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Re: How to refer to place of document, which is not marked by author!?

From: Arthur Jennings <arthur.jennings@gmail.com>
Date: Mon, 30 Apr 2007 14:26:16 -0700
Message-ID: <57580290704301426y1722618ao5239e37a1b3a6c67@mail.gmail.com>
To: "Maciej Stachowiak" <mjs@apple.com>
Cc: public-html@w3.org
On 4/28/07, Maciej Stachowiak <mjs@apple.com> wrote:

>> (Side note: when people here say "tag soup" do they mean "non-
> >> conforming HTML" or "any HTML"? I can't really tell from general
> >> usage of the term. I always assumed it specifically meant non-
> >> conforming or otherwise "bad" markup, but people seem to use it as
> >> a dismissive way to refer to anything in HTML syntax.)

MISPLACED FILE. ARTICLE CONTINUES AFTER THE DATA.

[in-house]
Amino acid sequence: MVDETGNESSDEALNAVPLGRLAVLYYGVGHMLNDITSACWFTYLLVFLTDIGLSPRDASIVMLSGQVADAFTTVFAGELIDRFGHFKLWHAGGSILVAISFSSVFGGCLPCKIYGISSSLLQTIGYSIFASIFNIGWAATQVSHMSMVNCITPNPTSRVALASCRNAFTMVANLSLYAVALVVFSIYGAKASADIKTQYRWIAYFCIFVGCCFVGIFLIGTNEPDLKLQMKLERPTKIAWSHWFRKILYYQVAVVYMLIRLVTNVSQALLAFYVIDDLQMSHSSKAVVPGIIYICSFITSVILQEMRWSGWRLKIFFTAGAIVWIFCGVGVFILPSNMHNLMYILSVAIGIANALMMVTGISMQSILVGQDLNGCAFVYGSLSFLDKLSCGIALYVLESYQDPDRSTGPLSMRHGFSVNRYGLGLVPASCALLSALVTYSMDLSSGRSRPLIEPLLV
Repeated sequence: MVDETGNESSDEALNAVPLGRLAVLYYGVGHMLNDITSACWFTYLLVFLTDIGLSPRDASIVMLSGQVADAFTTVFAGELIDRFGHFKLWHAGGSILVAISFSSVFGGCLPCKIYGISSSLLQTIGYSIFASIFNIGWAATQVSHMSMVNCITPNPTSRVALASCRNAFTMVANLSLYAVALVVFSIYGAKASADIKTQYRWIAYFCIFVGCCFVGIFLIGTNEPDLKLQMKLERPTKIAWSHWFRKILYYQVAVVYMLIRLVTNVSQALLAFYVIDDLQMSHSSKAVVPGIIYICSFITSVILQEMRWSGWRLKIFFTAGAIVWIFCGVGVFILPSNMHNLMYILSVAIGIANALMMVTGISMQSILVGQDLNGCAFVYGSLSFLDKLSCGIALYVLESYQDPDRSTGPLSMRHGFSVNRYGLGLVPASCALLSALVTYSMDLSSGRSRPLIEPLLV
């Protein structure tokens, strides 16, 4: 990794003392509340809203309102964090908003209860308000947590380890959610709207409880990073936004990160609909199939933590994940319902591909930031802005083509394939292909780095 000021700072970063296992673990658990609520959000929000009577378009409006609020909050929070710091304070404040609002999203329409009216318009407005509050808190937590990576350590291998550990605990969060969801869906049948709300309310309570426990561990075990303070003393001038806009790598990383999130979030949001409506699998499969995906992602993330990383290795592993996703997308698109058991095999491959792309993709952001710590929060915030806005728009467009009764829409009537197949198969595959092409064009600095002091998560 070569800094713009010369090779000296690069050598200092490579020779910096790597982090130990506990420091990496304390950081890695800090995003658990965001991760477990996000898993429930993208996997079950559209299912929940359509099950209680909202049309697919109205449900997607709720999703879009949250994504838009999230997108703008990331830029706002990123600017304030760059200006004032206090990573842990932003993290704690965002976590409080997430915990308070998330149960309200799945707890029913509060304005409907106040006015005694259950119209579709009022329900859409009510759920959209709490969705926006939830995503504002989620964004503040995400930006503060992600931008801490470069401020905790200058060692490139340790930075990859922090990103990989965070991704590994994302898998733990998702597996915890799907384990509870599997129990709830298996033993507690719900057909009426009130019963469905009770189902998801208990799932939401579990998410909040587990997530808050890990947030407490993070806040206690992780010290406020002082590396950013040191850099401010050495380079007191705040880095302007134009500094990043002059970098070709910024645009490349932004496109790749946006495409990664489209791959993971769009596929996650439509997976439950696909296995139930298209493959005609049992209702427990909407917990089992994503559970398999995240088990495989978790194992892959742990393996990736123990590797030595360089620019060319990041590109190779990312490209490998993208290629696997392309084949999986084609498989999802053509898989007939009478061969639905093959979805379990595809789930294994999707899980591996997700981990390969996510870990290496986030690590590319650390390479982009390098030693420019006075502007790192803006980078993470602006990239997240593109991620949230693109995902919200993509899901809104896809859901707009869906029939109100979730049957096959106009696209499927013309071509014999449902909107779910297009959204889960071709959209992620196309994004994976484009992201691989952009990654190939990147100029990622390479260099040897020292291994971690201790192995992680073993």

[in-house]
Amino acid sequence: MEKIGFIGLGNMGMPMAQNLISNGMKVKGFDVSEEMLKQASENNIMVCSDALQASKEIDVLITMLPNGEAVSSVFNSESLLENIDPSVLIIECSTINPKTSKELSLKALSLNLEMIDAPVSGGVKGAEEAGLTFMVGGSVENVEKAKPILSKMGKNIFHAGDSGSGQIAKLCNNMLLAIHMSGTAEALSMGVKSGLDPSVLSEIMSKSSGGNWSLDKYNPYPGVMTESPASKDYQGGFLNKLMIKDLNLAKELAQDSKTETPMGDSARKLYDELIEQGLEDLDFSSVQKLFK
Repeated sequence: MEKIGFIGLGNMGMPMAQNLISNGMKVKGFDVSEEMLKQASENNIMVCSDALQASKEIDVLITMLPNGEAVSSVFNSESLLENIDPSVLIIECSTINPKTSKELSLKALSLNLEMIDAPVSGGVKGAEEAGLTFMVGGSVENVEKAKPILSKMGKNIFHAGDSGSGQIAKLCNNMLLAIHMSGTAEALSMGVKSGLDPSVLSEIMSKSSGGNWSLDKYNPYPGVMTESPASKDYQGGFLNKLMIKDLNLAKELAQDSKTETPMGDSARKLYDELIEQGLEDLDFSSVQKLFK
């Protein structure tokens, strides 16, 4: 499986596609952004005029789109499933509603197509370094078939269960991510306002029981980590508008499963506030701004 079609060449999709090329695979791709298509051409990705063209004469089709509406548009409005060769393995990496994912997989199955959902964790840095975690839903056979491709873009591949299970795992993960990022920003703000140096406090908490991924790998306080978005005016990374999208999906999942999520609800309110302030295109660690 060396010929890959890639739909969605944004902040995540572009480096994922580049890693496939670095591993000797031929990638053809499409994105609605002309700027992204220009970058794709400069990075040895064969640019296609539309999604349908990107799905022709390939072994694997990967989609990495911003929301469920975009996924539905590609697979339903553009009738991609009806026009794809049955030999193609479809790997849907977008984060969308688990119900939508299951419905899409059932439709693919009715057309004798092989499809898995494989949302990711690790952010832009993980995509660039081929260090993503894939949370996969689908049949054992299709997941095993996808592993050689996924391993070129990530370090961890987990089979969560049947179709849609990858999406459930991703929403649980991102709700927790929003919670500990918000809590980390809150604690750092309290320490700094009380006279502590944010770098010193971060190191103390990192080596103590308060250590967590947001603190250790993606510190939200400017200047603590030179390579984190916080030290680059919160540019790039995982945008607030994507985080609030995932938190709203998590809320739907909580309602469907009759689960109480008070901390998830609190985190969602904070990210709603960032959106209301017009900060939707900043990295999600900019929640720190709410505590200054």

> >
> > Can't speak for others, but I meant "non-conforming HTML", but
> > since you can't generically know which is which form a URL, it is
> > effectively "any HTML."
>
> You can't generically know if something is HTML at all from a URL -
> it could be XHTML, SVG or a PNG image. Even if the URL ends in
> ".html". Does that make XHTML and PNG "tag soup"? I don't think that
> is what most people mean.
>
> Regards,
> Maciej
>

This WikiPedia article <http://en.wikipedia.org/wiki/Tag_soup> currently
says "Because web browsers have always treated HTML errors leniently, *tag
soup* is also used by browser implementers to refer to all HTML. HTML must
be treated by web browsers as tag soup in comparison to XML where errors
need not, and should not, be corrected according to the specification."

So the authors seem to be saying that HTML == Tag Soup. Unfortunately, the
article does not cite sources.
-- 
Arthur Jennings
Received on Monday, 30 April 2007 21:26:25 UTC

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